Seattle To Portland

Months ago Jason invited (challenged?) us to ride STP (Seattle To Portland) with him. I used to work with Jason at Linux Networx and we had a good cycling group there. The company is no more and we've all gone our separate ways. Jason went to Seattle for a job so he invited us out to ride STP. Four of us took the bait.

Wednesday I packed the van and Thursday after work I went to Kevin's home in Sugarhouse to pick him up and two other bikes (Robert and Anne were flying out). We drove to Nampa (just outside Boise) arriving around 11 pm and slept the night.

Friday morning we got up and drove to Seattle. Even though eastern Oregon and Washington are bland, I had never been through this area so I enjoyed taking in the newness. Dropping into the Seattle area we drove through thick pine forests down a canyon and past Keechelus lake. Rather enjoyable driving. We turned south before Seattle and drove down to Bonnie Lake where Jason lives. Off the highways the road winds all over following the hilly terrain. We got lost a bit, but found his home.





We settled in, talked, had a delicious pasta dinner (Jason worked as a chef for a few years and he can cook up a fine meal) then finally got to bed. I didn't sleep much.

At 2:30 am we got up and got ready. Jason cooked us a good breakfast of oatmeal pancakes and scrambled eggs. We loaded up the van, left the house around 3:30 am and arrived at the University of Washington (the start of the ride) near 4:30. We were dropped off by Spencer, who drove us and drove my van down to Portland - I'm very grateful for his help! We pedaled into the start area and lined up. We left around 4:55 am.

This event was sold out so there must have been nearly the limit of 9,000 riders. It's a huge event, but very well organized and executed.

Rolling out in the first wave of riders the dawn was just beginning and there was just enough light to see to ride. The morning was cool but it felt good to me. The mass of riders wound through the city streets making our way south.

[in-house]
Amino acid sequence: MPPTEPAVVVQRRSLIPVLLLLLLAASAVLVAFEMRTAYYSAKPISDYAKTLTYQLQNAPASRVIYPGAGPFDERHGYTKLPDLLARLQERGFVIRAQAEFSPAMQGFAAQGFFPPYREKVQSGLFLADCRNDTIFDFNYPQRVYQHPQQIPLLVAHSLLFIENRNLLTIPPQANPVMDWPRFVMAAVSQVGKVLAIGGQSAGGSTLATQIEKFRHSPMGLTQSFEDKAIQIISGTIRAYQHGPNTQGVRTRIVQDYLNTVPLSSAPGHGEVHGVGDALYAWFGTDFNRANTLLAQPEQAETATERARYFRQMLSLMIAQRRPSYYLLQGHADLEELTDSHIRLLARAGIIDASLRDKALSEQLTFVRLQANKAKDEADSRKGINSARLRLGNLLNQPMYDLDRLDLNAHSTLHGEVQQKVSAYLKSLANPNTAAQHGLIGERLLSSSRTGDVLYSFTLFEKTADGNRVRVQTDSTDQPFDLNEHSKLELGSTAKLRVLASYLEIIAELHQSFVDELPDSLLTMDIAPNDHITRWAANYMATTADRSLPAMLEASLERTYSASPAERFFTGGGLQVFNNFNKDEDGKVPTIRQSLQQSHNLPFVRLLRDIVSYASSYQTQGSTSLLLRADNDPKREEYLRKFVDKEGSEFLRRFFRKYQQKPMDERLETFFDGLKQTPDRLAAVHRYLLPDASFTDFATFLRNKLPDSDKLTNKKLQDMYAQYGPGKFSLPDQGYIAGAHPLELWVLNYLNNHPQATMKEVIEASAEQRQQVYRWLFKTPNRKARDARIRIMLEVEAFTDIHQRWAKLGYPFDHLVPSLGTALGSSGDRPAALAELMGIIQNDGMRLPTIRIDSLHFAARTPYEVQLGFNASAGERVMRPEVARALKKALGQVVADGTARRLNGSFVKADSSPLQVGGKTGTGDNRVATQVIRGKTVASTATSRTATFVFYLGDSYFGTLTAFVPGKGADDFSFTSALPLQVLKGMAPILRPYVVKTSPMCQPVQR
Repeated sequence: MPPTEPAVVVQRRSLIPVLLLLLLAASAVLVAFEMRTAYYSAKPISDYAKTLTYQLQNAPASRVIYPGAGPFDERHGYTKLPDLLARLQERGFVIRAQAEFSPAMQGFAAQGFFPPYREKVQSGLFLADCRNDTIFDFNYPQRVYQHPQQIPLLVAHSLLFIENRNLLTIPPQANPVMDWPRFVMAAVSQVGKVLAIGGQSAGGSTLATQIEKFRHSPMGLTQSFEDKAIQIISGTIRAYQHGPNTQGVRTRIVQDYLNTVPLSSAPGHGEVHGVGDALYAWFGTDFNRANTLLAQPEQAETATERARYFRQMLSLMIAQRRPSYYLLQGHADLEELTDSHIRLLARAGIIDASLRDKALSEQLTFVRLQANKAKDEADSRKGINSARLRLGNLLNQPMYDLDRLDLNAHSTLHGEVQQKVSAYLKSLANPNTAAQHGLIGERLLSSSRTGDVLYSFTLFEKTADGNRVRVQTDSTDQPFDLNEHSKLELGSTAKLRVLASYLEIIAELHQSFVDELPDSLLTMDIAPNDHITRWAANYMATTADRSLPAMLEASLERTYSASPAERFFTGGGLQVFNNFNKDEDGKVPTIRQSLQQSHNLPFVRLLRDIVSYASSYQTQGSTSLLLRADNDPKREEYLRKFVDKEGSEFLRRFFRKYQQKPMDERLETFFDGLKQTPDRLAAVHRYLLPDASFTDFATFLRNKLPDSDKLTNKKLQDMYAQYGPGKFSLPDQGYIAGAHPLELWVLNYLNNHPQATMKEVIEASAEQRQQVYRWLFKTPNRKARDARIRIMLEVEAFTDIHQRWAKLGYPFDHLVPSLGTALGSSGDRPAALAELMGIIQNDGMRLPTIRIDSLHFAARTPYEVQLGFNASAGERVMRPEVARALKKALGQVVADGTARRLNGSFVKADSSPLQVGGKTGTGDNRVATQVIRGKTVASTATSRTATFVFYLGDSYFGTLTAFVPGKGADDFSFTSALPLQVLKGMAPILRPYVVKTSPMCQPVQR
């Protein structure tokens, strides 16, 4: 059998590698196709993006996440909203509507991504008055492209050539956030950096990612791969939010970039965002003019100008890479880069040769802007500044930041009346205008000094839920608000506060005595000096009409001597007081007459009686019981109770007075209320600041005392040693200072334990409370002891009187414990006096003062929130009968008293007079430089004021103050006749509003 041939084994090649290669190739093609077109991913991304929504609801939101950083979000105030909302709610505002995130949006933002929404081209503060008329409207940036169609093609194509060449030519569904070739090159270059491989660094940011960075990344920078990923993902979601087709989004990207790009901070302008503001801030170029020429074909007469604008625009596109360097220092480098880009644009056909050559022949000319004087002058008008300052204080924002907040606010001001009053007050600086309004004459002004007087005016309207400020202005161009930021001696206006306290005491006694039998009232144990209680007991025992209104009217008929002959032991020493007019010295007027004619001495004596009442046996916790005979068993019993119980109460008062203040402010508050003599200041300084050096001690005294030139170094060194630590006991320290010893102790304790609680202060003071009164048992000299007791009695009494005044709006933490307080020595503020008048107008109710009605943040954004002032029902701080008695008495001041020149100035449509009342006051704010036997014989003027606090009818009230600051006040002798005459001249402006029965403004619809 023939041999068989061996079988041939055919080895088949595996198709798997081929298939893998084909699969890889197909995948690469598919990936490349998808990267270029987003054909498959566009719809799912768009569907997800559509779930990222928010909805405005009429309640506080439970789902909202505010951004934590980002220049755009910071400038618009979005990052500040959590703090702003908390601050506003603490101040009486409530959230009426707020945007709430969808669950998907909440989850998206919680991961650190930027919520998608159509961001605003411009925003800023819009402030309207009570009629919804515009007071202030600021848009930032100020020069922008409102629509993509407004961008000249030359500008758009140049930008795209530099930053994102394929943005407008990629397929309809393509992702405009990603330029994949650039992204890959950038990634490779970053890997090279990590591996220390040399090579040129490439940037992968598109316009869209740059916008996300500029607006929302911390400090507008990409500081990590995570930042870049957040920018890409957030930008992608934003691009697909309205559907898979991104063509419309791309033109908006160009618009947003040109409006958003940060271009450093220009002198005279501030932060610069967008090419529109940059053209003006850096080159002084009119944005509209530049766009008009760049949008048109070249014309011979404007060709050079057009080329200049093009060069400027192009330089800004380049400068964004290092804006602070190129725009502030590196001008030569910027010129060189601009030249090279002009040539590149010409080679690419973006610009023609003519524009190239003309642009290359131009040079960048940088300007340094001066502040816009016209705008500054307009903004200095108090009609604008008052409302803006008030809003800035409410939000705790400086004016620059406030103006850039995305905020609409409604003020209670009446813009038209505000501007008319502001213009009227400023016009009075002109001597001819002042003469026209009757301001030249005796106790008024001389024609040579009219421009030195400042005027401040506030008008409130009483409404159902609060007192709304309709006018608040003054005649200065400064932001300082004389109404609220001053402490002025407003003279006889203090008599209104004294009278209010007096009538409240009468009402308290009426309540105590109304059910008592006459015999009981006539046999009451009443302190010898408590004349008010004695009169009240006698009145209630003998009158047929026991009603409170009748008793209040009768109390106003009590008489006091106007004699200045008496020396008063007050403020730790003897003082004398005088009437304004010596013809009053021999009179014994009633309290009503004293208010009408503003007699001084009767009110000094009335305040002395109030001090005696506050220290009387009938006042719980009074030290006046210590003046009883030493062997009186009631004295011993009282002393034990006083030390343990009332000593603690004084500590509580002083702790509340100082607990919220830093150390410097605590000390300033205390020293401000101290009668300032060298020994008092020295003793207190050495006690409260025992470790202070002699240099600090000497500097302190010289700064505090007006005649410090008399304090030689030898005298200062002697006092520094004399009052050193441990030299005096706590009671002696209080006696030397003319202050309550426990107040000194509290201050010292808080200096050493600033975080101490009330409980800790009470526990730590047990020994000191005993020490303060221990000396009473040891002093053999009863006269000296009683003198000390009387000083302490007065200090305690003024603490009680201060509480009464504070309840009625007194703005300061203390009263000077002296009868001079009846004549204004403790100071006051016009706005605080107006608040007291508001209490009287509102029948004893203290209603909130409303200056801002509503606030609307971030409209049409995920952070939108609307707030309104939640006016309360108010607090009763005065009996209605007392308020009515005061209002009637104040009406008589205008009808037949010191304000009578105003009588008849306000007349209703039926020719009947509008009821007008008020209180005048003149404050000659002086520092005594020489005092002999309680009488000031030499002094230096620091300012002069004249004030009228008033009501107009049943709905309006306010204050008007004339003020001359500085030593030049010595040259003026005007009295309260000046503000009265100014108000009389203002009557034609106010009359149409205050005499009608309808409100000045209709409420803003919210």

We skipped the first rest stop but stopped at the second one sponsored by REI. Here's part of the crowd:



Out of the city the scenery changed.





Jason's happy to be riding.



Going through the suburban towns outside Seattle was OK, but slowed by all the stop lights. Somewhere along the way I got a flat. It was a slow leak so I pumped it up and rode on, making it to the next rest stop where it was mushy again. I checked the tire for thorns and put in a new tube.



Around 5 miles later I got another flat. A support crew stopped and sold me another tube, but it had a bad valve and wouldn't hold air. Another crew came buy and I bought another tube, but I was having trouble making it work with it's short valve stem and my moderately deep wheel. I ended up using the patched tube from the first flat. I wasn't happy about spending so much time with this flat and I was nervous that it wouldn't hold. But luckily it held to the finish.

Once we got out of the suburban areas and into the more rural, the riding was outstanding. At one point we took a bike path that was around 10 miles long. It cut through thick stands of pines and meadows.







At the end was a rest stop where we filled up on more water.



One rest stop was in a small farm town with one block of stores, railroad tracks, the coop and the worlds largest egg. It was a charming place.



We rolled on for miles down a country road that rolled up and over and around the hills. Often cutting through patches of pine forest that smelled so fresh and clean. You'd think a lovely place like this so close to a major city would be jammed with cars on a Saturday, but the traffic was very sparse. This was my favorite part of the ride.